➡️ There were then multiple rumors of the company of the company being in acquisition talks with BYJUs and them raising a Series B, which culminated in the company being acquired for $300M by BYJUs in August. In an ecosystem where exits are hard to come by (and when a lot of acquisitions are more like acqui-hires), WhiteHat was able to pull off a multi-hundred dollar acquisition in less than two years- not bad for a company not as well known at the start of 2020.

➡️ At the time of the announcement, the company said it had hit $150M in annual revenue run rate, which translates to just over $12M in revenue. The company (roughly per my assumptions) grew 4x from January to May, and then grew another 4x from May to July (wow!). Despite their questionable sales and marketing practices, scaling a company that fast is no easy task- especially a company like WhiteHat which isn't exactly the same as other software companies and requires a lot of human capital as well. The company's model has been to teach 1-1 classes to children, and a single teacher can only manage a handful of students- so as they grew rapidly, they also had to train & hire as rapidly.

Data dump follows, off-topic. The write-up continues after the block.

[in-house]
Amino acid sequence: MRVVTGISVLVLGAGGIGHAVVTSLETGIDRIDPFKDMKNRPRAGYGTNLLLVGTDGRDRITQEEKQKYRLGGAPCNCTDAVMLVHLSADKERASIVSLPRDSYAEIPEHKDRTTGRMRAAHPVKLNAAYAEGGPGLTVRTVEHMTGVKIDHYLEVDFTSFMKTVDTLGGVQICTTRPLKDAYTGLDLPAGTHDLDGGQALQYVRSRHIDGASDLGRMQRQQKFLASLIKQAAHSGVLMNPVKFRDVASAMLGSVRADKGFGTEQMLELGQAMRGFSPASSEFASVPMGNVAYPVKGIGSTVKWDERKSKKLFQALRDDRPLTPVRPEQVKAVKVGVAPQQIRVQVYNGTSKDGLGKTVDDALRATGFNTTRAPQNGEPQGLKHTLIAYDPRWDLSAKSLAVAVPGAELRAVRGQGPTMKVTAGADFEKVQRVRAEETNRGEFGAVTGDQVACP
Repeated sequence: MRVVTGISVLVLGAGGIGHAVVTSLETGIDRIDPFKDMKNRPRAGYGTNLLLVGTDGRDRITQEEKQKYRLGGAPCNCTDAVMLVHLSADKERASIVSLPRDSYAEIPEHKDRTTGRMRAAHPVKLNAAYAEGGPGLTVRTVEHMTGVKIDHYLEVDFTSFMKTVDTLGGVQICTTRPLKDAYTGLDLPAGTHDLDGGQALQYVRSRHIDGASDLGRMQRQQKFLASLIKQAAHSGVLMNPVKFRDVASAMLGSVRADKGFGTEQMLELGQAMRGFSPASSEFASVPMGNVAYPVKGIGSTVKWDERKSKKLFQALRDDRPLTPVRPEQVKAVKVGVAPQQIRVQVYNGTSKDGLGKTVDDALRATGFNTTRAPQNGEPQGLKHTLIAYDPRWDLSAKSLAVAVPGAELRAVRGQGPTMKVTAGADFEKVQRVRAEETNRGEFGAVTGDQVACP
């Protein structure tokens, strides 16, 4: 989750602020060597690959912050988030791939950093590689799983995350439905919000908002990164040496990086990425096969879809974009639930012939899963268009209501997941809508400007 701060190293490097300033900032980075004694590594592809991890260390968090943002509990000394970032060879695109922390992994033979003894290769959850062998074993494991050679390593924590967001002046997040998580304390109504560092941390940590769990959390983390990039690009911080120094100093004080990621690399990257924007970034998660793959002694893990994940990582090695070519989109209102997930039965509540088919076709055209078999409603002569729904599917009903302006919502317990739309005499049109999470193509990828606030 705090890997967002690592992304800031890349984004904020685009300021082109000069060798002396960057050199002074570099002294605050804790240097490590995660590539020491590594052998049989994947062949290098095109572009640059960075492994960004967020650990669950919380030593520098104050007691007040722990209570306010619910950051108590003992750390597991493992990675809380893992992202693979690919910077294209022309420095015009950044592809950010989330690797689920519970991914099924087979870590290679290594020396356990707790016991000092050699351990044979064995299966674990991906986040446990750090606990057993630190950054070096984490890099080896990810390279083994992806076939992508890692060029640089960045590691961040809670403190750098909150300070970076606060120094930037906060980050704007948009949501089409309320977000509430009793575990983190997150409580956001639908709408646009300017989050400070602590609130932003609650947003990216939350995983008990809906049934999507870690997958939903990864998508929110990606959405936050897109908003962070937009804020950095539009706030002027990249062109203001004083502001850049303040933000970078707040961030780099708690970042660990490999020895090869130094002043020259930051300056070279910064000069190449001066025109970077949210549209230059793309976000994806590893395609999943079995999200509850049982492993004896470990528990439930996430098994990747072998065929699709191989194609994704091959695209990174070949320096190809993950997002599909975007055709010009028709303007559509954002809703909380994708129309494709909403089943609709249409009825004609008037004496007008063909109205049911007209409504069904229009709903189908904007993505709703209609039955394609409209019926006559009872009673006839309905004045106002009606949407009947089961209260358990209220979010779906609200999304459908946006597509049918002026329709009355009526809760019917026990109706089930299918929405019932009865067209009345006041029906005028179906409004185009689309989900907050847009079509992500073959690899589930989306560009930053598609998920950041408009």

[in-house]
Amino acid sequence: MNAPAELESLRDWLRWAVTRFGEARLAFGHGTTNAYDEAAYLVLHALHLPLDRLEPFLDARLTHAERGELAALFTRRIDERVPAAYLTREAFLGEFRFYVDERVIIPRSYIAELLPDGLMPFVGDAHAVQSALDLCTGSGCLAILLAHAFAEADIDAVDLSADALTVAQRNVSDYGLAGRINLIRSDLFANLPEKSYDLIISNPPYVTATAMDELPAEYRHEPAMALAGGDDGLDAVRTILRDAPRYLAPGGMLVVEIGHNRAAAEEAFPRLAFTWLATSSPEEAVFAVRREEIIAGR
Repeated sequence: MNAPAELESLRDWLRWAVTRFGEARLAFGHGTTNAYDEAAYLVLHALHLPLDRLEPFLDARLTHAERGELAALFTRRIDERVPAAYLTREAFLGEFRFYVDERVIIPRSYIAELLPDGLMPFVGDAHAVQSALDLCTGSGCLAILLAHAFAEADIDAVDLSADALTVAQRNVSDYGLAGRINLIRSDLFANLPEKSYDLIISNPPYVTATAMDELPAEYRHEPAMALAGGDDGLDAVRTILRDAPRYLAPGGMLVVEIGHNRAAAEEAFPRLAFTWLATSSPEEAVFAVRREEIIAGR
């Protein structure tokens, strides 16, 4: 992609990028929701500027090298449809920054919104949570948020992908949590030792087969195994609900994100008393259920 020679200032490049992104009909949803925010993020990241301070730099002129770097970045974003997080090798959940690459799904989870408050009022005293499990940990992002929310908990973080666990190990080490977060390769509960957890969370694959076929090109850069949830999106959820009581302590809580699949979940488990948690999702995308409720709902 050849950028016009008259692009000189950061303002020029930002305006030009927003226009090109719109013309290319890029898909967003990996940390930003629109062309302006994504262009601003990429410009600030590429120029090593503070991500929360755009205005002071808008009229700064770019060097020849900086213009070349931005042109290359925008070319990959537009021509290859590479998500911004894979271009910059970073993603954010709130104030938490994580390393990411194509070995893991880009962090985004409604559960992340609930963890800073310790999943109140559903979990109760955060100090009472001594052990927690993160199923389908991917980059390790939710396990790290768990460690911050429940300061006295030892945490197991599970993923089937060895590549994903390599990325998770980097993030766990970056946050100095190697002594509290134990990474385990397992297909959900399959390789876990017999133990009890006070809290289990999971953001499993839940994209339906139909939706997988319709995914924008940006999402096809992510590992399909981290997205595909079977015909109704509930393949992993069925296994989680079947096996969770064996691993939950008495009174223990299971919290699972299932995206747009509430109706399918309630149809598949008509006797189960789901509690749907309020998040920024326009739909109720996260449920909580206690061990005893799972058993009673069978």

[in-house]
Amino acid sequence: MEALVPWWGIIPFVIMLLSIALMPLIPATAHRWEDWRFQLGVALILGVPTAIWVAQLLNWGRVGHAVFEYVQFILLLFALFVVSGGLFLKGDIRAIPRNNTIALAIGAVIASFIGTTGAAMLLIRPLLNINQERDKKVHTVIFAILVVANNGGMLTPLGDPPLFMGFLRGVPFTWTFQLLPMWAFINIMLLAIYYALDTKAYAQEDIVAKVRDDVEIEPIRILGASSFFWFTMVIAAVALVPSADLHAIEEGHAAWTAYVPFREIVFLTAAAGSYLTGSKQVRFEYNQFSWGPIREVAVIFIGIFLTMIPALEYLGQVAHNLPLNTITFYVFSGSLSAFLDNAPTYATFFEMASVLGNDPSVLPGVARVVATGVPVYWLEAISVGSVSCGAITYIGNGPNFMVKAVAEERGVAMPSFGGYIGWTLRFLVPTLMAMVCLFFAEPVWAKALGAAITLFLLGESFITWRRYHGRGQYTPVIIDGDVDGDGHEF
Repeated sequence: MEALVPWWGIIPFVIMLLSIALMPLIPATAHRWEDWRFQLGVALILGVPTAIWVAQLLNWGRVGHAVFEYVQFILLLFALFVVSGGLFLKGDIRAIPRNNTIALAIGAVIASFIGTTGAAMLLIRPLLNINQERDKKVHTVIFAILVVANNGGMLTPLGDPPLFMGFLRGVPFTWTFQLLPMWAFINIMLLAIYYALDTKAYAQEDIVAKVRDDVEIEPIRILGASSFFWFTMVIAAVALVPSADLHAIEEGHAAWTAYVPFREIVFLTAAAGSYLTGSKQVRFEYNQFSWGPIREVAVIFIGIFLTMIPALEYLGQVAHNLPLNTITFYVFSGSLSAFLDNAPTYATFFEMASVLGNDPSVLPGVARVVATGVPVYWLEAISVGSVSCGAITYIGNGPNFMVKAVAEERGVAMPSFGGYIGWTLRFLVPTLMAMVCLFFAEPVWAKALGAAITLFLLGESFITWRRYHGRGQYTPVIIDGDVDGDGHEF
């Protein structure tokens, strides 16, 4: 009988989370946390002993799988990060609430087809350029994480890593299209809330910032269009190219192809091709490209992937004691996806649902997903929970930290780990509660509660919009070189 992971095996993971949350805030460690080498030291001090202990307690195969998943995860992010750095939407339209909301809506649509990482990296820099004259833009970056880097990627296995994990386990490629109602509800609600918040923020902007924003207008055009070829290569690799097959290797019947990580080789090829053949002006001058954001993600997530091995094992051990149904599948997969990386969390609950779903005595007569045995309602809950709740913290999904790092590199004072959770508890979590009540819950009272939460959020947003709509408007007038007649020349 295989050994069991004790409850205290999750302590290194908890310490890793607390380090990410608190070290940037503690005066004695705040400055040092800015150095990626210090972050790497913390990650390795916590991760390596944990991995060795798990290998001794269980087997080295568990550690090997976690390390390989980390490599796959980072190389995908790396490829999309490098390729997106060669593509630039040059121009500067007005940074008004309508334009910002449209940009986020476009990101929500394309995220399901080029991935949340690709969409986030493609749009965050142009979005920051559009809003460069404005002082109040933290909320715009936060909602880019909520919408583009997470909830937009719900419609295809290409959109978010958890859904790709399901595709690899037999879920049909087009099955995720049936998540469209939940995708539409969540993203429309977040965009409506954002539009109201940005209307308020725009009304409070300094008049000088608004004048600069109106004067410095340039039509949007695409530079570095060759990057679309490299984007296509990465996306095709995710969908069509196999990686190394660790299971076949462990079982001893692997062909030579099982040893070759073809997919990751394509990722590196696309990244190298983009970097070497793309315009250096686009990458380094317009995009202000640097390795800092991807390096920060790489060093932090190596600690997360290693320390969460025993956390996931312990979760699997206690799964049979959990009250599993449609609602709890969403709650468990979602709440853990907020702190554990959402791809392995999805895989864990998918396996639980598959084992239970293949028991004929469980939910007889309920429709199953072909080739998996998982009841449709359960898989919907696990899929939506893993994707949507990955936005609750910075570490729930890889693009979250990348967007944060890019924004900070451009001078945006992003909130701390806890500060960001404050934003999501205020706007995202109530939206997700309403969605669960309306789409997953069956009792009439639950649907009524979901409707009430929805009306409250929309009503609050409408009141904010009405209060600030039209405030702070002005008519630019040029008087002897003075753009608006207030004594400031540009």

➡️ Since the acquisition, more was made public about the company which didn't sit well with a lot of people (including me) and instead of addressing it head-on, the company decided to double down on its advertisements during the IPL season and filed court cases trying to silence critics asking valid questions about the company's practices.

➡️ 2020 has certainly been the year of EdTech with billions being invested in the sector. Indian EdTech companies are reaching scales they hadn't before, so it certainly makes sense to me why an EdTech company would be the year's breakout. I'm still cautiously optimistic about the sector as the pandemic has certainly changed the way some part of the education industry works. Let's see what 2021 and beyond has to offer in the sector- hopefully an IPO or two?

Embedded finance in 2021